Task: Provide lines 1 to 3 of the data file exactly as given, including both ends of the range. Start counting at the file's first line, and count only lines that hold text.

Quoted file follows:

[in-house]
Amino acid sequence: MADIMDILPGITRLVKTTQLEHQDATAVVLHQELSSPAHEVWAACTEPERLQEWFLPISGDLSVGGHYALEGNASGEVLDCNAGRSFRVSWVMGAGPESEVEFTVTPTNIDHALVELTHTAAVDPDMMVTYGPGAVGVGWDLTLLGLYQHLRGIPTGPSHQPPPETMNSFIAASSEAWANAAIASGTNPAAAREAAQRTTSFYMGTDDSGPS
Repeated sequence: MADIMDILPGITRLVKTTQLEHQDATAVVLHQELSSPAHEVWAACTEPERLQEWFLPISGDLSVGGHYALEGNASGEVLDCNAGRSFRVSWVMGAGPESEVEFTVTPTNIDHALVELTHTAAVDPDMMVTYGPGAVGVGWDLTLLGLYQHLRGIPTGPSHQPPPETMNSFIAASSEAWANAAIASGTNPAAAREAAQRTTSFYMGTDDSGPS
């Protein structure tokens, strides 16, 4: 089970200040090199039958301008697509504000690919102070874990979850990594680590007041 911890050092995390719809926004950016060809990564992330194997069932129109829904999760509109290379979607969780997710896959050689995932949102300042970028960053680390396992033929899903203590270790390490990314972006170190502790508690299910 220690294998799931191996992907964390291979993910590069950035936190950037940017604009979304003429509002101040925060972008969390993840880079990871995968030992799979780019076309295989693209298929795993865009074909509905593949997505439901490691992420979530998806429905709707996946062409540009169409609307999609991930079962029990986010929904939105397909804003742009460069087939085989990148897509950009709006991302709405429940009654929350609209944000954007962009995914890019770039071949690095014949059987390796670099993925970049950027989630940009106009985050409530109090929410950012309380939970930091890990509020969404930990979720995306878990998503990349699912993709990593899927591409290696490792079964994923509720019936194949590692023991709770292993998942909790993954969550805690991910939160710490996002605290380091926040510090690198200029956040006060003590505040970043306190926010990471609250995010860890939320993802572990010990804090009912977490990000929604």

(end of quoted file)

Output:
[in-house]
Amino acid sequence: MADIMDILPGITRLVKTTQLEHQDATAVVLHQELSSPAHEVWAACTEPERLQEWFLPISGDLSVGGHYALEGNASGEVLDCNAGRSFRVSWVMGAGPESEVEFTVTPTNIDHALVELTHTAAVDPDMMVTYGPGAVGVGWDLTLLGLYQHLRGIPTGPSHQPPPETMNSFIAASSEAWANAAIASGTNPAAAREAAQRTTSFYMGTDDSGPS
Repeated sequence: MADIMDILPGITRLVKTTQLEHQDATAVVLHQELSSPAHEVWAACTEPERLQEWFLPISGDLSVGGHYALEGNASGEVLDCNAGRSFRVSWVMGAGPESEVEFTVTPTNIDHALVELTHTAAVDPDMMVTYGPGAVGVGWDLTLLGLYQHLRGIPTGPSHQPPPETMNSFIAASSEAWANAAIASGTNPAAAREAAQRTTSFYMGTDDSGPS